Chapter 2: The Meaning of Destructive Power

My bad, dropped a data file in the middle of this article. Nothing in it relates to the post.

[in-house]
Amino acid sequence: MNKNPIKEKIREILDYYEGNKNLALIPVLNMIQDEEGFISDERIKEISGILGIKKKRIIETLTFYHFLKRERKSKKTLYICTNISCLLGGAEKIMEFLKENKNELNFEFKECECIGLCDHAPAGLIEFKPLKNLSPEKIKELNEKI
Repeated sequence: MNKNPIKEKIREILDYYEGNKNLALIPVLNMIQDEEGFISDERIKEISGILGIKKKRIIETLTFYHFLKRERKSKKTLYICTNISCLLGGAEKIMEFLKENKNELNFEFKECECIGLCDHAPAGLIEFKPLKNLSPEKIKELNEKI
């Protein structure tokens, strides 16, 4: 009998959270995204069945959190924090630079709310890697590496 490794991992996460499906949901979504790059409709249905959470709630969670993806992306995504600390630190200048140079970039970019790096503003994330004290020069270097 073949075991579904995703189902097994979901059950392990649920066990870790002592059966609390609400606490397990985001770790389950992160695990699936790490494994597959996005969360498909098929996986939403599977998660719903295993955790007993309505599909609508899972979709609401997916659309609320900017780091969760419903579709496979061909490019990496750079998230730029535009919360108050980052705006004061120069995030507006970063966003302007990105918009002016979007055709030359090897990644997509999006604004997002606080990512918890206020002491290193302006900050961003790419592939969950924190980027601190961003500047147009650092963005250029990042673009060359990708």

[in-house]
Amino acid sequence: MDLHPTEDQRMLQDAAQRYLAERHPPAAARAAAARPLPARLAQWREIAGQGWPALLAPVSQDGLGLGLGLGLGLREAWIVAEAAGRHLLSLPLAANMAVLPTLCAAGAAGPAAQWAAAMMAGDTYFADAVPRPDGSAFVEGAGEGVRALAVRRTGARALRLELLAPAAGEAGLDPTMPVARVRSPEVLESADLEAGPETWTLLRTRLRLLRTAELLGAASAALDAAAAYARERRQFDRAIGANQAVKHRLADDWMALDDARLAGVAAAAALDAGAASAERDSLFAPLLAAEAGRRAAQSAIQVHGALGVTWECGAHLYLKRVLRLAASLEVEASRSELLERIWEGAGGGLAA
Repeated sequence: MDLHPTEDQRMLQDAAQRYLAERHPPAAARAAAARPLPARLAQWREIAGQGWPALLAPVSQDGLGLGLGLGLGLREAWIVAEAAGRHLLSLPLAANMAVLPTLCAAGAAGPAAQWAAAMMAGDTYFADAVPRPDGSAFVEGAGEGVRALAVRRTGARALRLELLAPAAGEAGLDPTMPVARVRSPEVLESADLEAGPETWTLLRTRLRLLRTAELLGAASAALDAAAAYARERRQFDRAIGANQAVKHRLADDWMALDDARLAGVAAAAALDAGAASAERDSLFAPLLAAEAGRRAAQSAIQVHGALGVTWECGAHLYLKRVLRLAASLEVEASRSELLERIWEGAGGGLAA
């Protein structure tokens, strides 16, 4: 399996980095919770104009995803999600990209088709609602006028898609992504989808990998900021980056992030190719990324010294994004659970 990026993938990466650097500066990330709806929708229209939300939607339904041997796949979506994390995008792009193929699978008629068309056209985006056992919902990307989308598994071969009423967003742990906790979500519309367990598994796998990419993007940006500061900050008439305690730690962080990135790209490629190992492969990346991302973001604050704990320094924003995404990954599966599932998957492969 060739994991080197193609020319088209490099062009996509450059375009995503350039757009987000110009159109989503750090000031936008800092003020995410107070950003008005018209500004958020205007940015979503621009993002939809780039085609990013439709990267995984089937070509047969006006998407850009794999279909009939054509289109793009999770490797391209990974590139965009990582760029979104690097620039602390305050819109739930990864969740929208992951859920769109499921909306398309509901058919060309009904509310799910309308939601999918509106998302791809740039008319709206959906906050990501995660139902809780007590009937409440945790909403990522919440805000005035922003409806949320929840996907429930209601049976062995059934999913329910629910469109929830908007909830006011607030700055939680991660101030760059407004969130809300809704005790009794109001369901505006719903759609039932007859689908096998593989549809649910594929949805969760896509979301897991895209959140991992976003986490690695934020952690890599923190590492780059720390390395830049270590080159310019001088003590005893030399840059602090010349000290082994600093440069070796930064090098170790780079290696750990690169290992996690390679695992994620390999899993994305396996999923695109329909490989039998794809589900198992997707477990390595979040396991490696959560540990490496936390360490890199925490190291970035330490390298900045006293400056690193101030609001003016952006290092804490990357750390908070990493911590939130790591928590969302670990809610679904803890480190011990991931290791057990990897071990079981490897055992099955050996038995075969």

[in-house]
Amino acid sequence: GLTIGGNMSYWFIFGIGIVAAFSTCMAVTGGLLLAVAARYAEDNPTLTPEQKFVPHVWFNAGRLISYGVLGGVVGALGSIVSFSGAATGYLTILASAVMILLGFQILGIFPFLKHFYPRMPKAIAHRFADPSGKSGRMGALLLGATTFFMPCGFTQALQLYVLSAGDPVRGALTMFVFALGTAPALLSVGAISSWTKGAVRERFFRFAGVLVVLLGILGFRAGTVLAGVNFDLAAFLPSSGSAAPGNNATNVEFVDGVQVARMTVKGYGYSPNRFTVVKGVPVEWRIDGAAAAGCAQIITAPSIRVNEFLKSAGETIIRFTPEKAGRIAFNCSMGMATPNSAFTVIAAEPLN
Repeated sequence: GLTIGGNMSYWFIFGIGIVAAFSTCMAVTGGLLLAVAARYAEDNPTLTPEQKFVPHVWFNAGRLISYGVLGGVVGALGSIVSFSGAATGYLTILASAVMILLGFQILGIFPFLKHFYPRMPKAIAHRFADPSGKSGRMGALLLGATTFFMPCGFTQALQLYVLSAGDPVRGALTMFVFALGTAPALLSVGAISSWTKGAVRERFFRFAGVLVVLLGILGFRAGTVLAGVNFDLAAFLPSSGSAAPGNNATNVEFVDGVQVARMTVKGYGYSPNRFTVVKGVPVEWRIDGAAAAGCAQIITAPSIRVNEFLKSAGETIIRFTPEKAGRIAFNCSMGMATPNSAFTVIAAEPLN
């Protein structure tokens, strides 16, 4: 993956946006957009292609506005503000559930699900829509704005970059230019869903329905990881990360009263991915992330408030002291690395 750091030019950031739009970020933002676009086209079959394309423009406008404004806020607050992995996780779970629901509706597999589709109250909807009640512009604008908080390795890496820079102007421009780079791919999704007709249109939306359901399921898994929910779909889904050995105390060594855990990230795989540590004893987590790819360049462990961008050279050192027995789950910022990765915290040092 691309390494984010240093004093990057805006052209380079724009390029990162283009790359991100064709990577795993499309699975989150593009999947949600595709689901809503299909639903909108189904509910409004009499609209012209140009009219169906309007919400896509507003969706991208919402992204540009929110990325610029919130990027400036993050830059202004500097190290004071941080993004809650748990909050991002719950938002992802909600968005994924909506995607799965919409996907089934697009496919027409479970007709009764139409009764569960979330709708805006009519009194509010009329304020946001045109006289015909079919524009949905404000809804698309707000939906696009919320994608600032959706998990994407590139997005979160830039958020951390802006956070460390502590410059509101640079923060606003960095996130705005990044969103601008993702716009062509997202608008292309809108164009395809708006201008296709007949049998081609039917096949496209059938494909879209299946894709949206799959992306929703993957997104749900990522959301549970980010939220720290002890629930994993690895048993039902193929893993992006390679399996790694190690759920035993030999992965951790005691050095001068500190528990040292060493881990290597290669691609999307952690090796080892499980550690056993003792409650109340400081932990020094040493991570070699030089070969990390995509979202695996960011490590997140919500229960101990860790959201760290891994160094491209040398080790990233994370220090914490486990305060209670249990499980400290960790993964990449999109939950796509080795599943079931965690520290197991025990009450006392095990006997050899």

INTRODUCTION In the preceding chapter, we discussed the economic, political and moral dimensions of destructive power. Despite the moral dimension of destructive power, in our analysis, the distinction between destruction and creation is not grounded on a moral theory. In Robert Nozick’s theory of value (Nozick 1981, chs 4, 5, 6), ‘value and disvalue’ are distinguished on the basis of a moral theory of choice. In this chapter, I discuss why contrary to a moralistic conception of value, we adopt an instrumental meaning of value. It does not mean that I exclude the ethical or moral theory in defining the boundaries of instrumental value, it only connotes that I do not distinguish creation and destruction, as well as creative and destructive powers on an ethical basis. Whatever our moral principles may be, it is undeniable that destruction is a fact of everyday life. It is also a necessary moment of every natural process. The mental or bodily death of human beings due to ageing and diseases are forms of natural destruction. Natural catastrophes such as earthquakes, hurricanes and floods cause great destruction. In this sense, nature possesses a great destructive power. But this type of destruction should be distinguished from other types that are the outcome of conscious, deliberate decisions of human beings. For example, suicide or other forms of self-destructive activities such as drug use, alcoholism and excessive sunbathing result from particular pathological behaviours. Killing other people for various reasons, and destroying nature for particular interests, are other examples...
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